Microsoft Products: OneNote

SimpleGeek has a great post about why he has left Windows behind that has me pretty nearly convinced and Mac’s OsX on my Emachine W3052 or my Thinkpad R31 is definitely a sexy thought… especially on the Thinkpad. You’ll find that most of us Thinkpad users tend be very, very attached to the hardware architecture of our computers. Especially as a writer, I find that using the trackpoint to be so much more effective than a touchpad because I have excellent control over the cursor without moving my hands from the keys.

OS discussion aside, I am going go to bat for two Microsoft products that I find useful. One I would miss if I moved to OsX–OneNote, which I have used 2003 for several years now and am now playing around with the 2007 Beta–and the other–Word 2007–is still in beta, but that I would expect to see on a Mac sometime.

OneNote – One of the great thing about OneNote as a notetaker as opposed to Word (or other word processing programs), is the ability to simply place your cursor anywhere on the page and start typing. Now, actually, Word Perfect used to do this, but OneNote takes it a step further because it automatically creates a text box that can then be dragged, or combined with other text boxes. So, if you think a note is going to be one thing (on rabbit biology for example) and discover that it is different (the story actually illustrates how pets are remembered), it is a snap to rearrange your notes into a more coherent narrative. Granted, all this can be done in a word processor, but OneNote can also have multiple columns of information without having to make columns, you just drag any set of notes you want anywhere on the page.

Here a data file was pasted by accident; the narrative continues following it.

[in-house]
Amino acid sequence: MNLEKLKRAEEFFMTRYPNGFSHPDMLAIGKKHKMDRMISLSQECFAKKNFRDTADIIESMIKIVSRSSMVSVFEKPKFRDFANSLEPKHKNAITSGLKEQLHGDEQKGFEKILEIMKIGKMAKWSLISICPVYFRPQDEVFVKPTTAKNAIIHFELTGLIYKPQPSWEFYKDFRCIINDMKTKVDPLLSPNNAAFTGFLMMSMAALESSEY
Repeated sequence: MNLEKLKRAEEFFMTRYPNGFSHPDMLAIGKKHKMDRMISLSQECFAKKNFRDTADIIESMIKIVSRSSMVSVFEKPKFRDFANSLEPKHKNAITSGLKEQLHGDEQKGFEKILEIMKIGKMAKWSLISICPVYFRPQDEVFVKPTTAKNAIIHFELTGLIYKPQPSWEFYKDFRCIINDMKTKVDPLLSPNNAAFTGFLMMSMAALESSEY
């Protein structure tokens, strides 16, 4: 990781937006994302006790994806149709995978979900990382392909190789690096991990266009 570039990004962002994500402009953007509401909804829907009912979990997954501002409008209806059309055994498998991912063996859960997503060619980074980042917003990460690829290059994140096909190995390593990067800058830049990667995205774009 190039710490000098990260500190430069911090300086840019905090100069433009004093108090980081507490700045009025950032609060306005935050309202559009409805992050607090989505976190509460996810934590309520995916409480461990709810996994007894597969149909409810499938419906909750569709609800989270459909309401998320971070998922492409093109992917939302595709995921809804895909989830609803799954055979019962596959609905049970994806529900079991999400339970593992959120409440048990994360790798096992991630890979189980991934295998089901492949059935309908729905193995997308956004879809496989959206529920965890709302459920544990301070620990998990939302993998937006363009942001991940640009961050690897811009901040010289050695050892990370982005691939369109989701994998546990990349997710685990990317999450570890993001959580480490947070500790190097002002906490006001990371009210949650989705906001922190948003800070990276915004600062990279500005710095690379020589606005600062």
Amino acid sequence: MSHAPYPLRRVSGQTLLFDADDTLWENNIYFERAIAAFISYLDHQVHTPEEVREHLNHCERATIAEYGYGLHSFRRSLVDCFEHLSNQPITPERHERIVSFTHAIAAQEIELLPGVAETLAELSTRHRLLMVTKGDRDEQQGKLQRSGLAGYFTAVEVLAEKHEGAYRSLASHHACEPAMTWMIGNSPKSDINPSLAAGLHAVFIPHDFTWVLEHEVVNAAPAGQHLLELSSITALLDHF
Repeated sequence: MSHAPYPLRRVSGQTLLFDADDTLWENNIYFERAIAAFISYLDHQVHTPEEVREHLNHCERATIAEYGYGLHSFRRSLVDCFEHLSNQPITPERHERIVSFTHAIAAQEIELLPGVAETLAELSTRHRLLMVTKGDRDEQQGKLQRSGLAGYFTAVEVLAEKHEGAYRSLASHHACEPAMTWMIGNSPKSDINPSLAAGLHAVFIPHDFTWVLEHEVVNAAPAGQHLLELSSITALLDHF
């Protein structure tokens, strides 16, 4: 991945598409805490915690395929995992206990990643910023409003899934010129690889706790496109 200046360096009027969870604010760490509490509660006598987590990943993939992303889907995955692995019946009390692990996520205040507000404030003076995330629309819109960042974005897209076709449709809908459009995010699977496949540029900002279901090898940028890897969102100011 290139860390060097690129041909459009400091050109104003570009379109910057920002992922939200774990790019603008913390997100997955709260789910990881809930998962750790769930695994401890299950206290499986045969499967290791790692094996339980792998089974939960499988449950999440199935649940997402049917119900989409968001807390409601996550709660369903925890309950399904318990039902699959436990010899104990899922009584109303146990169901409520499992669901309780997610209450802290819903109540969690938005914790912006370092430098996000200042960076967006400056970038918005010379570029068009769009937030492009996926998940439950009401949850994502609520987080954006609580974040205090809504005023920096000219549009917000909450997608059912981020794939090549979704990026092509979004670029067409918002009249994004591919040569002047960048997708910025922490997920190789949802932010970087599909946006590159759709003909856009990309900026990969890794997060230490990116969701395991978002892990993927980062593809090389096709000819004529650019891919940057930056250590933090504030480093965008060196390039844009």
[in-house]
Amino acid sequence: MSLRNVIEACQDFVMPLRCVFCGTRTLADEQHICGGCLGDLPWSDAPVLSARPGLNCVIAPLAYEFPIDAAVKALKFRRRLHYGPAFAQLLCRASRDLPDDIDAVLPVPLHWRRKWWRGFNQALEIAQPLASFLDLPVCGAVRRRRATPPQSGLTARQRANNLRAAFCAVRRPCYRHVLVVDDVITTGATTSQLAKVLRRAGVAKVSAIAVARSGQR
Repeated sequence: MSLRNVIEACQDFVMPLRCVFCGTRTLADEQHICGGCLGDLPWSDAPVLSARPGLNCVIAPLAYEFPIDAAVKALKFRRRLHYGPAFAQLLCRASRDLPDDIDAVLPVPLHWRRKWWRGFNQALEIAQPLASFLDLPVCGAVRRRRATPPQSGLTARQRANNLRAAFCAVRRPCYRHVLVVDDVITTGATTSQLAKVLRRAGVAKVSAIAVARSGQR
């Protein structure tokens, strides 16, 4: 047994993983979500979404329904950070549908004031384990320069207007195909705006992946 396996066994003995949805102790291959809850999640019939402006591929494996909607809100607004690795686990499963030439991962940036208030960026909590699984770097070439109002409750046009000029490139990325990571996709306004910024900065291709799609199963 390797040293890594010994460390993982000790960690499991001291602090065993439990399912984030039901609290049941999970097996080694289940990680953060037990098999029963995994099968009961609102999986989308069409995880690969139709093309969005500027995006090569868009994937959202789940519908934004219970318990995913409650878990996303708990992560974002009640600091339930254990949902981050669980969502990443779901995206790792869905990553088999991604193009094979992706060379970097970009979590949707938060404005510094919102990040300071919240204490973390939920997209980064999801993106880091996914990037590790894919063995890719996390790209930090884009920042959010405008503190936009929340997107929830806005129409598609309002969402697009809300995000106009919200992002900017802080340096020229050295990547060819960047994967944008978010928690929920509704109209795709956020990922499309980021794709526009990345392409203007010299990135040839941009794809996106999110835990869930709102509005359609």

Additionally, the tab system (much improved in 2007 because you can have multiple notebooks), is fluid and intuitive – just as tabs in Opera or Firefox. I used the program throughout this past spring semester for taking notes in classes that were often long lectures. I was able to move quickly and even rearrange thoughts on the fly into outlines and patterns that made more sense. I have also found it to be helpful in rewriting papers, shuffling bits from here to there, moving other bits off to the side for later consideration, and in general being able to take apart and restructure sections in a more visual manner than I could with a word processor.

What about Evernote? For some people, it may be a clear winner. It organizes notes automatically by date, uses an “explorer” like structure on the side to move from notebook to notebook, and (most importantly), it’s free. I did try it last year when I was testing the OneNote demo and found that the organization of tabs and binders was more suited to how I organize information. Like D. Pamela Gaines, I haven’t tried the newest versions of Evernote, so it may in fact be better than the beta version. And if OneNote’s sync capability with PocketPC works well, that will definitely seal the deal for me. Anyone have thoughts on taking and organizing notes on the computer?

The next entry will talk more about Word 2007 and why I think OpenOffice.org is the clear choice for businesses but why I plan on using the beta and purchasing Word 2007 next year.

On this day..